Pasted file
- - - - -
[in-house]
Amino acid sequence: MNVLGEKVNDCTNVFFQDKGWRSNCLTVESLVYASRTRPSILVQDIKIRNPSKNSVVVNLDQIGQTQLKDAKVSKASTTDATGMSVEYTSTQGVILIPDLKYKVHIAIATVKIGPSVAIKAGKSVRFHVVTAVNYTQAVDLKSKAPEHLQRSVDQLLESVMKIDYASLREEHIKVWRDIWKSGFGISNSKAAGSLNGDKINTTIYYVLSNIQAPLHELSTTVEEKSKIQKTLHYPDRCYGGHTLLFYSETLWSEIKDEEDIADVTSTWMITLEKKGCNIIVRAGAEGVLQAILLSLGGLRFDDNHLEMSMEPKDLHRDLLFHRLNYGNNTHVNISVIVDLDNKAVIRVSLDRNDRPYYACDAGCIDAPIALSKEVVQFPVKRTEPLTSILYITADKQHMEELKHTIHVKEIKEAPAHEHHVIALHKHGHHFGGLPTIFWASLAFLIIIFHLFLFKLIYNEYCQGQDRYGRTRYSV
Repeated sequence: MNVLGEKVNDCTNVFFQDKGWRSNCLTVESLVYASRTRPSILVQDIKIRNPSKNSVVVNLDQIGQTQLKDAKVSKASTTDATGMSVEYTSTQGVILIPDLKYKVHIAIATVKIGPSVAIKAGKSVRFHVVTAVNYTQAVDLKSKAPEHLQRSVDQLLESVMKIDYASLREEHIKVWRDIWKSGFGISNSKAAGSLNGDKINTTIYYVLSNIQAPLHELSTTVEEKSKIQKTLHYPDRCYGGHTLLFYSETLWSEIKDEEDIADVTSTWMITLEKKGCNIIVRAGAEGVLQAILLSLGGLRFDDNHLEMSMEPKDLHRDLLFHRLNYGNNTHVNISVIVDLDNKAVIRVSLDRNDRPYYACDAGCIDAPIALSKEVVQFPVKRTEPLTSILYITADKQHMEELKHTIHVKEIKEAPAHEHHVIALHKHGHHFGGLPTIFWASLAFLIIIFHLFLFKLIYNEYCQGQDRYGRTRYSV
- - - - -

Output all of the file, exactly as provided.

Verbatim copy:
[in-house]
Amino acid sequence: MNVLGEKVNDCTNVFFQDKGWRSNCLTVESLVYASRTRPSILVQDIKIRNPSKNSVVVNLDQIGQTQLKDAKVSKASTTDATGMSVEYTSTQGVILIPDLKYKVHIAIATVKIGPSVAIKAGKSVRFHVVTAVNYTQAVDLKSKAPEHLQRSVDQLLESVMKIDYASLREEHIKVWRDIWKSGFGISNSKAAGSLNGDKINTTIYYVLSNIQAPLHELSTTVEEKSKIQKTLHYPDRCYGGHTLLFYSETLWSEIKDEEDIADVTSTWMITLEKKGCNIIVRAGAEGVLQAILLSLGGLRFDDNHLEMSMEPKDLHRDLLFHRLNYGNNTHVNISVIVDLDNKAVIRVSLDRNDRPYYACDAGCIDAPIALSKEVVQFPVKRTEPLTSILYITADKQHMEELKHTIHVKEIKEAPAHEHHVIALHKHGHHFGGLPTIFWASLAFLIIIFHLFLFKLIYNEYCQGQDRYGRTRYSV
Repeated sequence: MNVLGEKVNDCTNVFFQDKGWRSNCLTVESLVYASRTRPSILVQDIKIRNPSKNSVVVNLDQIGQTQLKDAKVSKASTTDATGMSVEYTSTQGVILIPDLKYKVHIAIATVKIGPSVAIKAGKSVRFHVVTAVNYTQAVDLKSKAPEHLQRSVDQLLESVMKIDYASLREEHIKVWRDIWKSGFGISNSKAAGSLNGDKINTTIYYVLSNIQAPLHELSTTVEEKSKIQKTLHYPDRCYGGHTLLFYSETLWSEIKDEEDIADVTSTWMITLEKKGCNIIVRAGAEGVLQAILLSLGGLRFDDNHLEMSMEPKDLHRDLLFHRLNYGNNTHVNISVIVDLDNKAVIRVSLDRNDRPYYACDAGCIDAPIALSKEVVQFPVKRTEPLTSILYITADKQHMEELKHTIHVKEIKEAPAHEHHVIALHKHGHHFGGLPTIFWASLAFLIIIFHLFLFKLIYNEYCQGQDRYGRTRYSV